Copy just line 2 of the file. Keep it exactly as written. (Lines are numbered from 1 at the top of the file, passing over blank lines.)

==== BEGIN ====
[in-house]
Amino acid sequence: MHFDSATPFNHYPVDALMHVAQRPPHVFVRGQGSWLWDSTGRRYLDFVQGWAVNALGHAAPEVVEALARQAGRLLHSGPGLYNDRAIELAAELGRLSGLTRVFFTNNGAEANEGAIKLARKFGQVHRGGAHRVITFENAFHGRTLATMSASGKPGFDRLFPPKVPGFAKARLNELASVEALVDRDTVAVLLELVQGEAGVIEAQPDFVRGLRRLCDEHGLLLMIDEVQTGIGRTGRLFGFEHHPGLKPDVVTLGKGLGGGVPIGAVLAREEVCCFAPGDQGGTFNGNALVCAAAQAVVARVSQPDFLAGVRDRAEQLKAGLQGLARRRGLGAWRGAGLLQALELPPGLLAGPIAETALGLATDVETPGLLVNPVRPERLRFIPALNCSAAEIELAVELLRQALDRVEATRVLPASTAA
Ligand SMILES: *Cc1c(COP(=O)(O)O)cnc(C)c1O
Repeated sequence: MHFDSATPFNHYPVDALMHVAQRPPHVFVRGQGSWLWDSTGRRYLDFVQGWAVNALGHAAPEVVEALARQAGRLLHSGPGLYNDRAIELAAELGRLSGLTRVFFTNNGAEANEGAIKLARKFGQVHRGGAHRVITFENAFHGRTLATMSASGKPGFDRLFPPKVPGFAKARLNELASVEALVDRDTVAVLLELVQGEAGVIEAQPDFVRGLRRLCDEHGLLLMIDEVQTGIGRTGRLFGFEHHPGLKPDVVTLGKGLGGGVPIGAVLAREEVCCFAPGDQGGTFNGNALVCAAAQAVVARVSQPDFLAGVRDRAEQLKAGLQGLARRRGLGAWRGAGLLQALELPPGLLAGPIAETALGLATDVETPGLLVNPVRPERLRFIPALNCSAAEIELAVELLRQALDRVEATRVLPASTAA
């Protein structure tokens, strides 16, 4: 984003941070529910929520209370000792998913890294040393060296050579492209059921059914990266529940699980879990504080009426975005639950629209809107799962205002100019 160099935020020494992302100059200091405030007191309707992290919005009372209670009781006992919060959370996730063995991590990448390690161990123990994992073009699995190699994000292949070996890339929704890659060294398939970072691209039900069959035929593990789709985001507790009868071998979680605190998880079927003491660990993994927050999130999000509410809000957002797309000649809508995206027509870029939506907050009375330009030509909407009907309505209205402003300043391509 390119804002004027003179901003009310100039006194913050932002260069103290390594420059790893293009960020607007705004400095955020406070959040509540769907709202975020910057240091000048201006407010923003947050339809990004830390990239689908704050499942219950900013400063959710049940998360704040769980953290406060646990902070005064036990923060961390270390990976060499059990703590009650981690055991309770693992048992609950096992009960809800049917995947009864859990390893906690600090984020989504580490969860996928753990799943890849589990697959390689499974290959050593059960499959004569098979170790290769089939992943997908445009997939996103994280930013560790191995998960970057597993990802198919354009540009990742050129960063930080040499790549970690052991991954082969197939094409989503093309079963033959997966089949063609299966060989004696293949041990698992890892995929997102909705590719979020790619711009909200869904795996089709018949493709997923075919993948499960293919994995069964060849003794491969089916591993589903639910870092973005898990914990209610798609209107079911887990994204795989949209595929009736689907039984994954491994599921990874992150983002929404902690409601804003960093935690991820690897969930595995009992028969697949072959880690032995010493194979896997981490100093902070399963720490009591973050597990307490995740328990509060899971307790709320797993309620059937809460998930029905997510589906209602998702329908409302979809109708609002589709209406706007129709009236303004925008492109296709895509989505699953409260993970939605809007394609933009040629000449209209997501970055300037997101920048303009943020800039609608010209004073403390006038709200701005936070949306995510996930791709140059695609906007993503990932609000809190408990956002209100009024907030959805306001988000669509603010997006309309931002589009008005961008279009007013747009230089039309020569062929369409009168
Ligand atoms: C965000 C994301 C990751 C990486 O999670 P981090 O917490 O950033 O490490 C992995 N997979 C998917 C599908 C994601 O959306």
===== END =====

Amino acid sequence: MHFDSATPFNHYPVDALMHVAQRPPHVFVRGQGSWLWDSTGRRYLDFVQGWAVNALGHAAPEVVEALARQAGRLLHSGPGLYNDRAIELAAELGRLSGLTRVFFTNNGAEANEGAIKLARKFGQVHRGGAHRVITFENAFHGRTLATMSASGKPGFDRLFPPKVPGFAKARLNELASVEALVDRDTVAVLLELVQGEAGVIEAQPDFVRGLRRLCDEHGLLLMIDEVQTGIGRTGRLFGFEHHPGLKPDVVTLGKGLGGGVPIGAVLAREEVCCFAPGDQGGTFNGNALVCAAAQAVVARVSQPDFLAGVRDRAEQLKAGLQGLARRRGLGAWRGAGLLQALELPPGLLAGPIAETALGLATDVETPGLLVNPVRPERLRFIPALNCSAAEIELAVELLRQALDRVEATRVLPASTAA